Mercedes-Benz – one dream,
Mercedes-Benz design philosophy.
Innovation rooted in tradition.
"No other brand can boast of such legendary vehicles," says Professor Gorden Wagener, who, since 2008, has been tasked with leading Mercedes-Benz Design towards a progressive design approach. The designers who work in the unit today consciously focus on updating the history of the automobile.
"Think about the post-war period: this is when the modern saloon and racing touring car was born – specifically the "Ponton" (pontoon) saloon from 1953 and the 300 SL. Prior to that, the 30s was the era of the coachbuilder specialist, the great art deco vehicles, the grandezza. In each era the vehicles all shared a common thread linking them to a unique tradition.
The Mercedes-Benz philosophy today is based on three pillars: tradition, innovation and the future."
No other brand can boast of such legendary vehicles.
Aspiring to a perfect symbiosis of the historic past and the future is central to the design idiom. "What I particularly like about our work and Mercedes-Benz is that we have the opportunity to take something from the past and modernise it, to create something new from it for future generations, to improve and enhance it, shaping it to match the new century," explains Professor Wagener.
Effortless superiority, dynamism, elegance, but also safety, reinforcement and quality are indispensable attributes which even Professor Wagener has inherited. "Mercedes-Benz is like a chess board on which 125 years of history are lined up. It is up to us to decide what we will keep and what we will discard. In the past we were allowed to do anything when designing each new model. It was a very creative process but resulted in completely different products. By contrast, our main objective is to link together the brand and the design. The purpose of the design idiom is to communicate the product values that best correspond to the brand."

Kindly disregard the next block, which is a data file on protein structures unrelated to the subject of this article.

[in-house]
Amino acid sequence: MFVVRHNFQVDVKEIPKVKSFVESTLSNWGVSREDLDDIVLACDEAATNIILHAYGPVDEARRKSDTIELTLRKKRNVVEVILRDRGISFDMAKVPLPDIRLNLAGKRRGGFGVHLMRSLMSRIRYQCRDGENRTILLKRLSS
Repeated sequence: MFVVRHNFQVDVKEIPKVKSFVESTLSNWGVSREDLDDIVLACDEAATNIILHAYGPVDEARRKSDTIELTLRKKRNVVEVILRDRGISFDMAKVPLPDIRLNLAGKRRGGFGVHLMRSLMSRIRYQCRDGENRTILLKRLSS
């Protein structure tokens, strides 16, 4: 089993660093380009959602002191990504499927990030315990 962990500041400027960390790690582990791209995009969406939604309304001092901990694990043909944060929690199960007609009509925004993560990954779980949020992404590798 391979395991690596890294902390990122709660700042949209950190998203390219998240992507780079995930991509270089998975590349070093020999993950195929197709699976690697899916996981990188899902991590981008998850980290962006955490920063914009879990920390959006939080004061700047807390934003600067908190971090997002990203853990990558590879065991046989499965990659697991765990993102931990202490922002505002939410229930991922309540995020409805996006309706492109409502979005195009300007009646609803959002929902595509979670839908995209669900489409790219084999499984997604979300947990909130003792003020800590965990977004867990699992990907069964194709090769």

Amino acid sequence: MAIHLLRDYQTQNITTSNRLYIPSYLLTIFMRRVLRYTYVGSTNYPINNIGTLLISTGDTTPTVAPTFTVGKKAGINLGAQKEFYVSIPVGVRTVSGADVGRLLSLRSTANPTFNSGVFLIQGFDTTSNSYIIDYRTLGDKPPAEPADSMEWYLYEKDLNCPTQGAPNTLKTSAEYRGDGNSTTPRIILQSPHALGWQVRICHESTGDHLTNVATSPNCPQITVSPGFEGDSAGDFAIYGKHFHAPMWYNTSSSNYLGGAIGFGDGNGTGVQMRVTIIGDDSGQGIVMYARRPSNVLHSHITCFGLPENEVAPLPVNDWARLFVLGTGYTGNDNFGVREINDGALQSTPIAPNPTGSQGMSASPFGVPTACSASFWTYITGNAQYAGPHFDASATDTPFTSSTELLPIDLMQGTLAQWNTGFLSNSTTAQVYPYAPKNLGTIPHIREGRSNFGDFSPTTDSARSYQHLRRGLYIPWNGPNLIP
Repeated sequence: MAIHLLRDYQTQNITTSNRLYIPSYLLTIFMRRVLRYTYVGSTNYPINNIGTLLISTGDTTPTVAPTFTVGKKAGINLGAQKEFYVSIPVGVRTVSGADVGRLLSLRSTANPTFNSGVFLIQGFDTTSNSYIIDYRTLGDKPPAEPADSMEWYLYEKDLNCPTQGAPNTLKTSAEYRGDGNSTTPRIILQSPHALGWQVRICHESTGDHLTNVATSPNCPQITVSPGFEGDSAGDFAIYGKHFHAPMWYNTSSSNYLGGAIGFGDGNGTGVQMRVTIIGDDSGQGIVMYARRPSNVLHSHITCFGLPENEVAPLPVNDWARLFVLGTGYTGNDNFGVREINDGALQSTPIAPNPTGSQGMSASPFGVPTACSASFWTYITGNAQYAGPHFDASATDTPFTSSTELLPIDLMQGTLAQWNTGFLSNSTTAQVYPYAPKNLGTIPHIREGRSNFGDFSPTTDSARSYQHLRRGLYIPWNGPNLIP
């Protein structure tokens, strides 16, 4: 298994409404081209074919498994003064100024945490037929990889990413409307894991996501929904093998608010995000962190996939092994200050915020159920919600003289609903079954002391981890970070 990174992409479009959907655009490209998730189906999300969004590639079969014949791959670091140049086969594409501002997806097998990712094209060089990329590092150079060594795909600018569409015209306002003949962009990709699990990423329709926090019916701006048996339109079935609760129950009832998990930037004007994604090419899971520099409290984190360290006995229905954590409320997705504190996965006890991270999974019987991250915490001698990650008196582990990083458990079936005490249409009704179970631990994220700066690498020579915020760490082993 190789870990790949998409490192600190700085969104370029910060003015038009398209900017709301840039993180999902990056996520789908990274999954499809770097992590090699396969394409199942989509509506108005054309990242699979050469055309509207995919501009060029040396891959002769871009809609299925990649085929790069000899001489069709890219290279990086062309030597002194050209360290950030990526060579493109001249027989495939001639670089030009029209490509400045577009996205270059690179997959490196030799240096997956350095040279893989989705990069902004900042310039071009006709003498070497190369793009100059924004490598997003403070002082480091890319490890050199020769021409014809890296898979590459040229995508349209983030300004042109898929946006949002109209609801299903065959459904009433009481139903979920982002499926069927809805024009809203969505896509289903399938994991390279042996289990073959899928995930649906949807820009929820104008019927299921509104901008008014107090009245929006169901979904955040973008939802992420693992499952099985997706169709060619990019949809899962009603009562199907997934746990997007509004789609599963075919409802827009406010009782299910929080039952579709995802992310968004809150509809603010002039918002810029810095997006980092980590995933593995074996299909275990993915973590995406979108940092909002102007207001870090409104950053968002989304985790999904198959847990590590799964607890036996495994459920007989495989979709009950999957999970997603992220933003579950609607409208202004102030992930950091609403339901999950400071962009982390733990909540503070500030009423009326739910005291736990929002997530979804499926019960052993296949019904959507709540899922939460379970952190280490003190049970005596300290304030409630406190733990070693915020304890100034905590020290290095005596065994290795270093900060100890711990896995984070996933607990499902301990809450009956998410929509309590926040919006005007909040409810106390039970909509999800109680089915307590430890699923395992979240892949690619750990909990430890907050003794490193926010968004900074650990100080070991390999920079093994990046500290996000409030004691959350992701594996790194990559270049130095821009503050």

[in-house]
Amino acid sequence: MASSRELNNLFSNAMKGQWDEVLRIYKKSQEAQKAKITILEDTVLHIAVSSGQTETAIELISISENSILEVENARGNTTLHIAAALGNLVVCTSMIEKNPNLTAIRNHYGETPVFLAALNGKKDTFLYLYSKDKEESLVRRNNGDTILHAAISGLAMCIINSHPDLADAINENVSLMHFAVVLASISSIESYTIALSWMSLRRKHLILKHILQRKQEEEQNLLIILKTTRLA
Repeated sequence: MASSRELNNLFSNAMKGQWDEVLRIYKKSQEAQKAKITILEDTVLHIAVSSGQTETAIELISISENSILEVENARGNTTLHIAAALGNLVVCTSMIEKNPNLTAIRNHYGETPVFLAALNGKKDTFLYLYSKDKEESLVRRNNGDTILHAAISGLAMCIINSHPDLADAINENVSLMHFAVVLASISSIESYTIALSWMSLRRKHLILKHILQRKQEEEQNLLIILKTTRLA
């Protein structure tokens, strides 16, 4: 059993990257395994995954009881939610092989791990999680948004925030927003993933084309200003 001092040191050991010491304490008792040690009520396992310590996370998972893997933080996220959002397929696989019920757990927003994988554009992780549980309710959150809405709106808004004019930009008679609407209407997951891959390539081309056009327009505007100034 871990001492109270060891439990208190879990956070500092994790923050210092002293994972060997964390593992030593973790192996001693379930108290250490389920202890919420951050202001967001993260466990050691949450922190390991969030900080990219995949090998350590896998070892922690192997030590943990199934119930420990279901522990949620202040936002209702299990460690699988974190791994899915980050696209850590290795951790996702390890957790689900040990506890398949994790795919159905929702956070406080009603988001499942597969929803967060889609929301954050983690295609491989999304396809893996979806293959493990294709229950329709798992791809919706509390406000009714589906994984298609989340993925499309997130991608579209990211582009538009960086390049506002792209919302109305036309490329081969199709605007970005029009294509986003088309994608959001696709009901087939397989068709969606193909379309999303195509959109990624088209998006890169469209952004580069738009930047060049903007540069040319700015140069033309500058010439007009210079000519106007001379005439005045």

A Mercedes-Benz can always be recognised as a Mercedes-Benz.Watch Film
Focus on design
The Mercedes-Benz design gene.
Despite pioneering innovations, the creative designers take great care and work meticulously to ensure that certain design features continue to evolve, yet still retain the brand's style. The designers also refer to these features as the brand's "gene pool". They use this "pool" to maintain, preserve and further enhance the style of the brand.
This applies to production vehicles as well as to research cars, show cars and sculptures. The designers and inventors in the five Advanced Design Studios are always one step ahead of their time. This is where the concepts of the future are born.
The concepts of the future ...
Be more daring.
According to Hans-Dieter Futschik, Director of Exterior Design, some vehicles are evolutionary, while others are revolutionary. "Seventy percent of our work is in developing show cars, the portfolio for the future, new mobility features and development testing feasibility. The remaining thirty percent involves providing support for product studies. We need to be innovative and introduce new design idioms for Mercedes-Benz as well as for smart. We need to be more daring than the others because we need to provide the foundation for the new strategy and new architectures," adds Steffen Köhl, Head of the Advanced Design Centre in Sindelfingen.
All ideas and drafts converge on his desk – from Sindelfingen in Germany via Tokyo to Carlsbad in California and Beijing in China.
In addition are the design centers in Como, Italy and Palo Alto, California that are also responsible for interior design and are therefore under Harmut Sinkwitz's directive.
"What we develop shouldn't ignite the passion only in us; it has to promote the brand," explains Sinkwitz. "The new design idiom polarises our path as we search for modernity and new niches, but the past still remains important."
It is this symbiosis between brand history and aesthetics that makes a Mercedes-Benz what it is and what it is allowed to be worldwide.
Quality and beauty.
Head of Design, Gorden Wagener takes the task of design even one step further. He considers a designer at Mercedes-Benz to be the ambassador of the product, to be "its lawyer who lobbies for the selection of high-quality materials and the necessary investments."
Sophistication, love and a taste for details as well as painstaking attention to the materials used for both the exterior and the interior are all part of the job.